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Letter to Director Sylvia Mathews Burwell, Office of Management and Budget - Obamacare Carve-Out for Unions

Mrs. Sylvia Mathews Burwell
Director
Office of Management and Budget
301 G Street, Southwest
Washington, DC 20024

Dear Director Burwell:

We write to urge that you not authorize the release of any regulations that will create a special carve out which benefits union workers at taxpayers' expense. We appreciate the September 13, 2013, letter from the Department of the Treasury to U.S. Senator Orrin G. Hatch which says President Obama will follow the law and not grant labor unions any premium assistance subsidies for their employer-sponsored health plans. However, we remain troubled that the administration has only made a commitment to not move forward with a rule through the IRS, but has left the door open for the Department of Labor (DOL) to issue a regulation favoring labor unions. This is particularly concerning given reports that the Office of Management and Budget posted and then removed from its website a proposed rule from DOL that would reportedly allow union workers to obtain premium subsidies. We request additional information about that proposed DOL rule.

On August 27, 2013, the trade publication Inside Health Policy reported, "the Office of Management and Budget previously showed on its regulatory review website that on Aug. 24 it received a Department of Labor Proposed rule on "Health Insurance Premium Assistance Trust Supporting the Purchase of Certain Individual Health Insurance Policies.' The rule, which OMB said is [Patient Protection and] Affordable Care Act-related (ACA), also appears to deal with the exclusion from a definition of an employee welfare benefit plan, but this week the description disappeared."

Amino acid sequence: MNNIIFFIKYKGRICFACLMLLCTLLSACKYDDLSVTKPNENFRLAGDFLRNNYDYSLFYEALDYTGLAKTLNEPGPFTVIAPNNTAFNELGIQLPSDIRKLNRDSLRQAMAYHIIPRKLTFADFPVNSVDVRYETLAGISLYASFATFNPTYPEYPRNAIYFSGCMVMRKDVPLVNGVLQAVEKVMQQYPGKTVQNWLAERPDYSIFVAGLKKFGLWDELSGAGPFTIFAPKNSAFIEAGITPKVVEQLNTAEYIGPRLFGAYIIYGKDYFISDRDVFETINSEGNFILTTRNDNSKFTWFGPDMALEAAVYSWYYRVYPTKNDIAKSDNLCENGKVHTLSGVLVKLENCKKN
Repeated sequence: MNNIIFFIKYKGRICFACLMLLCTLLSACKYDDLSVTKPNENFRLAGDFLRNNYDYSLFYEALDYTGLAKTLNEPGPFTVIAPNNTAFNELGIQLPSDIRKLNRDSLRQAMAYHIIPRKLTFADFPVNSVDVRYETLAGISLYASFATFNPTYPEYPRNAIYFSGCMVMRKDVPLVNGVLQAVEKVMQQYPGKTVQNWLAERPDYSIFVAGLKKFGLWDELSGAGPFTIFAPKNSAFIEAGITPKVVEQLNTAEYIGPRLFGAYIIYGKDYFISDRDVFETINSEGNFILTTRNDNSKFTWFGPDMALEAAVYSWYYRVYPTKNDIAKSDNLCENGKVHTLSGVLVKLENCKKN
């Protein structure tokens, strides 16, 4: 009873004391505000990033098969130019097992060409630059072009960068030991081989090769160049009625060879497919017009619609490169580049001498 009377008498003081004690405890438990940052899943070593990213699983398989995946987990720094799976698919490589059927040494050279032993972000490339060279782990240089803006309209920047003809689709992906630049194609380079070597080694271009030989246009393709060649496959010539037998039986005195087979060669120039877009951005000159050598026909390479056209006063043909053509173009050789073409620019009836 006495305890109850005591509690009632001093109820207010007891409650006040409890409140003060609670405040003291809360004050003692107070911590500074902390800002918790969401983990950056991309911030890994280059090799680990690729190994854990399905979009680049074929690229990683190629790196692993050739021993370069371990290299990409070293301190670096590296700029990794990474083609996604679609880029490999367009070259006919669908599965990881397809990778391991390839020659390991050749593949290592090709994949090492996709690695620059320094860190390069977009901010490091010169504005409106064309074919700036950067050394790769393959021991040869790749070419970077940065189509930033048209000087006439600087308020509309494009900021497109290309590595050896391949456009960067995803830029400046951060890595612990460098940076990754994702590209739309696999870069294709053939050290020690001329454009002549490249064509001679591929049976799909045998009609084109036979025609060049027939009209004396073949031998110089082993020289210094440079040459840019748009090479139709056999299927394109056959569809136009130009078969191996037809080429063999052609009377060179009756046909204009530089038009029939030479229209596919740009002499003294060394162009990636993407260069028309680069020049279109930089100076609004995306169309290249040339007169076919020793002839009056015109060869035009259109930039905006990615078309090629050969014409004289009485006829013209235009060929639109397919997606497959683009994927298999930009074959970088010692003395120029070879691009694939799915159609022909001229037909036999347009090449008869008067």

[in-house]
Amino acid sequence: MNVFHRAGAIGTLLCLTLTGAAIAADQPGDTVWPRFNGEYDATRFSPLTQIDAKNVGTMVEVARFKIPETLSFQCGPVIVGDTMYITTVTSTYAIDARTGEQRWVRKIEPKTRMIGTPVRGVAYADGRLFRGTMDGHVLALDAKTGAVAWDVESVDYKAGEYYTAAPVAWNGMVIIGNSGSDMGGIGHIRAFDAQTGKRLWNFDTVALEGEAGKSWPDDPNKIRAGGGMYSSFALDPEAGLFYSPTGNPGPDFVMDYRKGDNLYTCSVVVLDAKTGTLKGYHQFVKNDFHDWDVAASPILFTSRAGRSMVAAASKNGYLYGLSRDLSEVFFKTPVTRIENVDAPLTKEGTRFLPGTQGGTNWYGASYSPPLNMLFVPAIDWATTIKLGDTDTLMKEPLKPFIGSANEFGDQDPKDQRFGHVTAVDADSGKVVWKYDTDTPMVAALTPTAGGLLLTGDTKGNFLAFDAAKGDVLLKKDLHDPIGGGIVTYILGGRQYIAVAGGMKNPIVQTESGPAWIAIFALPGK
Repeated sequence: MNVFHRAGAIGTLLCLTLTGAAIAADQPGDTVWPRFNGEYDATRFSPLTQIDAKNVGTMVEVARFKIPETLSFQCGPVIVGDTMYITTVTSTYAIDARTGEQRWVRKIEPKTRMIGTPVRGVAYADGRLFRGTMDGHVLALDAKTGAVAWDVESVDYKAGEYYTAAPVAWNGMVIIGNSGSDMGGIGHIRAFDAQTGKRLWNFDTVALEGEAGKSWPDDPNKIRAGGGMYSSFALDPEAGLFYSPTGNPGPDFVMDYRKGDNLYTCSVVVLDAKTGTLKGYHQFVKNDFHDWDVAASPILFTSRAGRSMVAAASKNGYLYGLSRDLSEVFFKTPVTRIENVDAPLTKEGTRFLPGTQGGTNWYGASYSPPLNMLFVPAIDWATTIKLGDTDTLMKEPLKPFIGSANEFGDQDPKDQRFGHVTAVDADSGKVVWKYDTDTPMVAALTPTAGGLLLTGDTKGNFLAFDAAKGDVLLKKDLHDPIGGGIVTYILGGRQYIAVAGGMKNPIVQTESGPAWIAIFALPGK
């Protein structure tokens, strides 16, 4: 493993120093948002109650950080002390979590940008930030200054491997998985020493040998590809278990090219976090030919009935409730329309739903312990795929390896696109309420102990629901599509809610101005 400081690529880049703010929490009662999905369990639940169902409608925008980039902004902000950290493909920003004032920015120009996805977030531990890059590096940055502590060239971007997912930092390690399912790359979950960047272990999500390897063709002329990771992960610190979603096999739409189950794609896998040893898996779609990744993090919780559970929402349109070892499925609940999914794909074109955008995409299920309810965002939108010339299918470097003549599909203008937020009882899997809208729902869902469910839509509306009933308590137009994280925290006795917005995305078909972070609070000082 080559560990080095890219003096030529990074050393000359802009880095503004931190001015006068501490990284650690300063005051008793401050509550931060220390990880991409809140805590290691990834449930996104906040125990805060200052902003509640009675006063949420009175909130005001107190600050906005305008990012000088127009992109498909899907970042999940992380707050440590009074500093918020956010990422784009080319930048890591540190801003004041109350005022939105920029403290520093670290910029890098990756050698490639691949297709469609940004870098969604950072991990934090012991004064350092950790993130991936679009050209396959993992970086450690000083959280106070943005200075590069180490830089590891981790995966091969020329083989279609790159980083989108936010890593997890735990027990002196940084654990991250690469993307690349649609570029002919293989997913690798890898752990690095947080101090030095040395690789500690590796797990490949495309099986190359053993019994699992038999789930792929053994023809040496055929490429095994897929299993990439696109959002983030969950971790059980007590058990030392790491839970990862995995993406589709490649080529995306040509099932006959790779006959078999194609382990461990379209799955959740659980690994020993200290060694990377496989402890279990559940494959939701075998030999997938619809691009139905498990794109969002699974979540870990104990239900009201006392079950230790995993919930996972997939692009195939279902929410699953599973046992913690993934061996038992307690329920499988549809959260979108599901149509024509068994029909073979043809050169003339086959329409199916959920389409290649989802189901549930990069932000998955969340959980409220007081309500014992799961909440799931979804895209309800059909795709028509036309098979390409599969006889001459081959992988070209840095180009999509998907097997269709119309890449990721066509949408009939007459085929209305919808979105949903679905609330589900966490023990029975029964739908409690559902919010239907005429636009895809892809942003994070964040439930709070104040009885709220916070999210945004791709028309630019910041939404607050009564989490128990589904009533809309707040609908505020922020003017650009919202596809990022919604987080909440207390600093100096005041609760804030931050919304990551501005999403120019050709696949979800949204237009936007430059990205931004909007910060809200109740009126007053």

We are also aware of a July 11, 2013, letter from three prominent labor union leaders to Senate Majority Leader Harry Reid and House Minority Leader Nancy Pelosi requesting a special accommodation allowing their members to receive taxpayer-funded premium assistance credits to purchase Taft-Hartley union health plans. The new health care law is clear that taxpayer-funded premium assistance credits are intended for low-to-middle income Americans without access to affordable insurance through an employer and who purchase health insurance through the new state-based exchanges. The fact is that Taft-Hartley union health plans are not exchange-based plans--rather, they are employer-sponsored health plans. Providing union members with a benefit not afforded to non-union employees is grossly unfair to every non-union worker in America who would receive no such special carve out from the health care law.

Finally, it is particularly troubling that the very same organizations that wholeheartedly endorsed passage of the health care law are now the ones asking for special deals and exemptions from its onerous and costly mandates that are driving up premiums and forcing plans to drop benefits and raise rates. Traditional employer-sponsored health plans, as well as Taft-Hartley union plans, across the nation are suffering the consequences of this law, but non-union employers are not asking for extra-legal handouts from taxpayers through special deals from regulators to help subsidize their escalating costs.

We stand willing to work with anyone who will help enact common-sense laws that could actually lower premiums and insure more people. However, asking for taxpayer bailouts and special exemptions is not acceptable.

Thank you for your time and consideration of this matter and we look forward to your prompt reply.

Sincerely,


c.c.: Ms. Phyllis Borzi
Employee Benefits Security Administration
U.S. Department of Labor

Mr. J. Mark Iwry
Senior Advisor to the Secretary and Deputy Assistant Secretary
U.S. Department of the Treasury


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